Spring in The Psyche
- If you have the space and access, allow for the full expression of your emotions. Feelings of anger, resentment, moodiness, irritability are common during this time. Please remember that anger doesn’t equal violence. Giving attention to these negatively labeled feelings in constructive ways can allow us to create space for creativity and self-expression.
- Emotions are experienced in our bodies. Engaging in mindful somatic movements can be useful. Put your feet on the ground, and if you are called to: dance it out! (Or run, lift weights, do a spin class!)
- Journaling, the simple act of putting pen to paper, can be a very useful and accessible practice to sort through our emotions. Here are some questions to ponder upon,
- How can I support my growing season?
- How do I navigate through difficulties as I sprout and grow? Am I able to plan ahead and strategize? What may be holding me back?
- Do I allow for flexibility to bend and not break with the wind?
- Is anger present in my experience? Does it blind my capacity to see clearly?
- Can I envision the future? Can I dream and reach for the sky while grounding myself in realities?
- Am I able to take up space in this world?
Spring in The Body
- Tend to your Liver and Gallbladder to allow a shift from the heaviness of Winter:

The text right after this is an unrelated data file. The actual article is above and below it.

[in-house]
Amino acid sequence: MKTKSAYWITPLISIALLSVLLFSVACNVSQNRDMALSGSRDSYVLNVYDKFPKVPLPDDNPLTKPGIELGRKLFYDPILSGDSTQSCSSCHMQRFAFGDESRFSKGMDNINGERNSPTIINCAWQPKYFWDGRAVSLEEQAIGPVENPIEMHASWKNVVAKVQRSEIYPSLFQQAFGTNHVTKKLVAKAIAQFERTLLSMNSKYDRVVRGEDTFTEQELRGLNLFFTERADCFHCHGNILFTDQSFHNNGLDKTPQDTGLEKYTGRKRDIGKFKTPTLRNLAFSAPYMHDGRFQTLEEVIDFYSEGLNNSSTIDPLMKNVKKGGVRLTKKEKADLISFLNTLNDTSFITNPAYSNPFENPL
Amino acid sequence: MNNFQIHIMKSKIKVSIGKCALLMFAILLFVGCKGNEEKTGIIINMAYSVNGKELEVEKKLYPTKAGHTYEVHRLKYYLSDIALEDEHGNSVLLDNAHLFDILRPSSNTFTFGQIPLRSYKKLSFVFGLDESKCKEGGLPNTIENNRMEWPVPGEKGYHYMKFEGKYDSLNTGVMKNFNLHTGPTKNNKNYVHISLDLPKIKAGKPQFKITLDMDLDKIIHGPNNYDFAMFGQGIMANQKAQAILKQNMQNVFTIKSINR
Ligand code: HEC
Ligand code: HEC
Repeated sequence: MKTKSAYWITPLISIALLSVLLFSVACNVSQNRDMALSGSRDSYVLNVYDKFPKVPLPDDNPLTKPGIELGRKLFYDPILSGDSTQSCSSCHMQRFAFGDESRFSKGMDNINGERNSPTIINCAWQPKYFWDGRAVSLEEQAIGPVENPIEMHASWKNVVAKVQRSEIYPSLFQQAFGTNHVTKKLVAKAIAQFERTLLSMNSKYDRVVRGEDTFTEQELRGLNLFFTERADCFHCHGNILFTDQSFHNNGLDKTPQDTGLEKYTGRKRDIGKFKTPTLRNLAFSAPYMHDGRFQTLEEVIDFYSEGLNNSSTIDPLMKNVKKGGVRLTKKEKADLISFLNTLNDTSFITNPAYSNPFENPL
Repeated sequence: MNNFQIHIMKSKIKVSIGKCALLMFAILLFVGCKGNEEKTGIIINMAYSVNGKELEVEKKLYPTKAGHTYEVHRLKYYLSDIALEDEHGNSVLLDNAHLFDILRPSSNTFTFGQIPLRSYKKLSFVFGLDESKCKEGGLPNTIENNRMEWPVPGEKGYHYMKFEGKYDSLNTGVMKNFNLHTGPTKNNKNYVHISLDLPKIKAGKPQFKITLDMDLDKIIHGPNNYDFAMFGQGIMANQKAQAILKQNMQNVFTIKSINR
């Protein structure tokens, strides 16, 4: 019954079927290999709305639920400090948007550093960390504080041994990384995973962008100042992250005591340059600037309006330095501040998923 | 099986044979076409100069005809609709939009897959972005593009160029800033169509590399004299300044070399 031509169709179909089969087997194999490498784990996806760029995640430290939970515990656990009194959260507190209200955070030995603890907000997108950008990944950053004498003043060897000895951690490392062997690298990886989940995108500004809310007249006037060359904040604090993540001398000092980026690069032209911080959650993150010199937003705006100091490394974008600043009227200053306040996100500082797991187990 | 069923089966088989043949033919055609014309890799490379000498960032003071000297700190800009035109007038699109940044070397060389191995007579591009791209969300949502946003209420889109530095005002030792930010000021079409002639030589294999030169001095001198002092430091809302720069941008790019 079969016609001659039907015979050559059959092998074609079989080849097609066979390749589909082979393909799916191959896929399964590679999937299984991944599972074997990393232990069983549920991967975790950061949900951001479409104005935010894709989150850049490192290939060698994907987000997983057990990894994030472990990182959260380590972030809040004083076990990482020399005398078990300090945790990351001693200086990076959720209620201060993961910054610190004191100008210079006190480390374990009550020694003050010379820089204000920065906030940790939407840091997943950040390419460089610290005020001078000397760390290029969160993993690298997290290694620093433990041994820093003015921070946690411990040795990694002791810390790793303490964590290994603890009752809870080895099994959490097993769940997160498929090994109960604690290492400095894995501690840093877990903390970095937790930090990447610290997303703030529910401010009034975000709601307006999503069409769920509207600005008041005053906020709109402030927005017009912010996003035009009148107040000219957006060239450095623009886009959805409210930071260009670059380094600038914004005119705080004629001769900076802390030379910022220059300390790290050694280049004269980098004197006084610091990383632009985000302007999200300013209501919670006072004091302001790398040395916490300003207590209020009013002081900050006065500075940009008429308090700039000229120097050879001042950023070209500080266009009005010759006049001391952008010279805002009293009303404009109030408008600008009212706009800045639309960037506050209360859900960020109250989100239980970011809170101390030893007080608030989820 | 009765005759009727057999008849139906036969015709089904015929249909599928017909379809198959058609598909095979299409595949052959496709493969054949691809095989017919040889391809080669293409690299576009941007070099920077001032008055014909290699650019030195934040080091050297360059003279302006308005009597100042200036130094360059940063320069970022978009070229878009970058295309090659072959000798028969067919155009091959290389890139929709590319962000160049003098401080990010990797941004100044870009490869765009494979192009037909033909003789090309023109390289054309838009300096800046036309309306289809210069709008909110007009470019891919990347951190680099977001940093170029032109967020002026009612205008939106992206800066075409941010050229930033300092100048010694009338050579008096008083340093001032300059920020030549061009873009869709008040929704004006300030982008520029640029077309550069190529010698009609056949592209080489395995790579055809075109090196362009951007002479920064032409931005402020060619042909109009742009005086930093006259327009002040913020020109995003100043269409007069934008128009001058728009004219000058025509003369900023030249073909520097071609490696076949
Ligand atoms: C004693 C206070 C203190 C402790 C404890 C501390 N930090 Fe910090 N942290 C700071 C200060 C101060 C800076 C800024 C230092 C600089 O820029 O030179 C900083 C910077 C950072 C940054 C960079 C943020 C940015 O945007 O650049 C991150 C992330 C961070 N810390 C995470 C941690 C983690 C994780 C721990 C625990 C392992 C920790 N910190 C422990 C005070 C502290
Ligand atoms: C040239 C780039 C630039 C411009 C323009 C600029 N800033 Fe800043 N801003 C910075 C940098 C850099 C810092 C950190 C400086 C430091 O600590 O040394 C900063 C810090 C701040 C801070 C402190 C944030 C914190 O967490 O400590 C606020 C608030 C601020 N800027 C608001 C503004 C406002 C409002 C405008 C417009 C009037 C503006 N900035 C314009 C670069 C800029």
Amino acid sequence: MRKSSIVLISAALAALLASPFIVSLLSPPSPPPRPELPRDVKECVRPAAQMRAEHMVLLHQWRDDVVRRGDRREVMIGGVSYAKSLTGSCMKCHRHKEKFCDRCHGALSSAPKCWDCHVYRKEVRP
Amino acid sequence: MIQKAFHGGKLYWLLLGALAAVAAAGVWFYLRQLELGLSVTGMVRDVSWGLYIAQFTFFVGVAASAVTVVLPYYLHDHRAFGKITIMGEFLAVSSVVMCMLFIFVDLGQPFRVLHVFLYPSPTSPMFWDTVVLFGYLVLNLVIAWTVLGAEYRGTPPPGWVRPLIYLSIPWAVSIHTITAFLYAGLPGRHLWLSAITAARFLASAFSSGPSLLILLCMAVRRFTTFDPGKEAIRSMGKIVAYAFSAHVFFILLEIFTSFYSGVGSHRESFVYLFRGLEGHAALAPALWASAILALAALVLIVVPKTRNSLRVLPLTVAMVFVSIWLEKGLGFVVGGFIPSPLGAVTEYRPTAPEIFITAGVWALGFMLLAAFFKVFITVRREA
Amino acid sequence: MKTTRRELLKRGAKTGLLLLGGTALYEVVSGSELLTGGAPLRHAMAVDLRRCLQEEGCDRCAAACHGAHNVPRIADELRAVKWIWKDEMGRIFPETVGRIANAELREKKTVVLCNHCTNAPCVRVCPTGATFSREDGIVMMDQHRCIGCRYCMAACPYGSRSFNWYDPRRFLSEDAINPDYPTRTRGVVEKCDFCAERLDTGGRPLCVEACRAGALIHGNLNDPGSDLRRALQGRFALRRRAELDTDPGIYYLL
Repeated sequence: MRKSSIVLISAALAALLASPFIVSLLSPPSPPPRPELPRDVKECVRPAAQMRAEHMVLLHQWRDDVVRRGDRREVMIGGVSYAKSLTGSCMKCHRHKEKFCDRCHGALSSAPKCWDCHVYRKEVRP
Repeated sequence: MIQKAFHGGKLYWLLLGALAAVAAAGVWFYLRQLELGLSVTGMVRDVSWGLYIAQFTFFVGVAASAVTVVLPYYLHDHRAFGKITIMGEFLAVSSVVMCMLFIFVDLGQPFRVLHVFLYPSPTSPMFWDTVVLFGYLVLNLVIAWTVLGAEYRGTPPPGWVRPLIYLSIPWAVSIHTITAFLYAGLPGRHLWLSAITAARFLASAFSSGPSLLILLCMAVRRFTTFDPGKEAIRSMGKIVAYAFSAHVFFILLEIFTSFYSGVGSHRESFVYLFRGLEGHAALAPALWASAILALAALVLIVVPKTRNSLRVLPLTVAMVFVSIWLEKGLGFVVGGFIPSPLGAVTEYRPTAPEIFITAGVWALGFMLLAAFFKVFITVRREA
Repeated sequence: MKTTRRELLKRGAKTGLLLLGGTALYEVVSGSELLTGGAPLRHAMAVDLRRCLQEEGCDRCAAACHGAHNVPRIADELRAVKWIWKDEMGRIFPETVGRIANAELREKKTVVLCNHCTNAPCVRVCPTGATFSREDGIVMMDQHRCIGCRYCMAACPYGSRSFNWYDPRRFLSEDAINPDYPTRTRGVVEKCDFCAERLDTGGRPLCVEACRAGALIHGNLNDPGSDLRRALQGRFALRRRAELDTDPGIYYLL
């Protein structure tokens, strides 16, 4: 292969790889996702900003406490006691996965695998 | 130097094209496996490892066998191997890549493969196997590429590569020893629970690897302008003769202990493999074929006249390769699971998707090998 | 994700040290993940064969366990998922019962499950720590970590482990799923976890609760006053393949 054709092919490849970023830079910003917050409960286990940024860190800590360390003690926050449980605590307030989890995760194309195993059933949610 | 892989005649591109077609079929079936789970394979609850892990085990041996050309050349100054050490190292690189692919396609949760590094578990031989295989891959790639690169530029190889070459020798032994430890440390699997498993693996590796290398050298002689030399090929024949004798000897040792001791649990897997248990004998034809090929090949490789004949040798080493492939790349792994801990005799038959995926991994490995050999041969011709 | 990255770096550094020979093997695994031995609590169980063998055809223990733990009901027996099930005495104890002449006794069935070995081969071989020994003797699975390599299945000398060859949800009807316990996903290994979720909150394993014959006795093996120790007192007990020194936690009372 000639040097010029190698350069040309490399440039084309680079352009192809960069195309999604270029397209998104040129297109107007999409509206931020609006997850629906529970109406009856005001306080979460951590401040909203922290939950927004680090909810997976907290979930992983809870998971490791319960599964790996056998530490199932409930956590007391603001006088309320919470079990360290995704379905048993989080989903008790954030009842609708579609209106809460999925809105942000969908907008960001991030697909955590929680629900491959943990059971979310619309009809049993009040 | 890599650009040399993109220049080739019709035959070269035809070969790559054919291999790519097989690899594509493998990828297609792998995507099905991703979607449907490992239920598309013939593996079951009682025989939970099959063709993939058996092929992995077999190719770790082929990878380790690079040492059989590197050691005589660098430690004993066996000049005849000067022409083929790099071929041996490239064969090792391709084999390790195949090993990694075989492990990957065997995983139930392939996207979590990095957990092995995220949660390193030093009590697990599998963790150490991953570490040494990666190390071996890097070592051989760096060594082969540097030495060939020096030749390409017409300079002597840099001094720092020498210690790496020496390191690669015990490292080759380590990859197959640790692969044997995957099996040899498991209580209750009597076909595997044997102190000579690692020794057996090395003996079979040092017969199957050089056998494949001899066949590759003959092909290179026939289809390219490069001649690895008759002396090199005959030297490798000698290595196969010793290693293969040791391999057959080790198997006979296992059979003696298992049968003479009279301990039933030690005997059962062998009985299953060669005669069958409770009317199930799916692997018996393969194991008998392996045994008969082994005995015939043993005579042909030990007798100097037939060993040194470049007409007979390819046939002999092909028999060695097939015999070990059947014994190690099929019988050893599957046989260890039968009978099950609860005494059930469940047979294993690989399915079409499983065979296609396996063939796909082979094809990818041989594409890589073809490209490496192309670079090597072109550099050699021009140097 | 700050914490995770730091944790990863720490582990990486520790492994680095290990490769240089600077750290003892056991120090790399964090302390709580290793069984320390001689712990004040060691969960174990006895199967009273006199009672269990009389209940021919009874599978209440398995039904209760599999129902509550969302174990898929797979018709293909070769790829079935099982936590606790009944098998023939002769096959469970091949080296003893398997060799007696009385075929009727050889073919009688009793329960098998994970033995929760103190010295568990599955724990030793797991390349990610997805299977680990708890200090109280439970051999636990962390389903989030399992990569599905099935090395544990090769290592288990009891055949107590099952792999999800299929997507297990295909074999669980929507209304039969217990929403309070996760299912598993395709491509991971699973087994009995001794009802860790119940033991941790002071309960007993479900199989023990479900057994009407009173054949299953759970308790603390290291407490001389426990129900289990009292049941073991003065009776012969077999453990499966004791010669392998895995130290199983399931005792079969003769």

- Drink enough water to support your body’s cleansing mechanisms.
- Move your body in brisk ways to allow for free flow of Qi.
- If you have access, receiving manual therapies (ie. acupuncture, massage, osteopathy) can be helpful in grounding in our bodies and supporting our nervous systems.
- Try acupressure at home on Liver 3 ( Taichong) – Great Rushing
- Location: On the dorsum of the foot, in the hollow distal to the junction of the first and second metatarsal bones.
- An Earth point on a Wood channel, this is an incredibly versatile point that allows for grounding, nourishment, and movement. Clinical Indications include, promoting free flow of Qi across the body, headaches, dizziness, irregular menstruation (ie. amenorrhea), digestive issues (ie. diarrhea, constipation), depression, anxiety.
- Massage this point daily (or as needed) while breathing through the sensations.
- I love sending my patients home with press tacks on this point!
- Get poked! Acupuncture is a fabulous way of checking in with yourself and balancing your Qi with the season. **
*Disclaimer: This information is meant to invite curiosity and inspiration about what TCM Acupuncture can offer to one’s wellness. TCM is a rich and nuanced medicine that takes a comprehensive and holistic approach to wellness. If available to you, please reach out to a licensed TCM Acupuncturist / Practitioner/ Doctor to receive treatments and lifestyle counselling tailored to your unique self.
** You can find me at Island Optimal Health+Performance (Rutherford Location) on Monday and Tuesdays!.
The Yellow Emperor’s Classic of Internal Medicine.
The Tao of Trauma by Alaine D. Duncan + Kathy L. Kain.MD.
Diagnosis in Chinese Medicine: A Comprehensive Guide by Giovanni Maciocia.
Traditional Acupuncture: The Law of the Five Elements by Dianne M. Connelly,PhD., M.Ac.
Healing with Whole Foods by Paul Pitchford.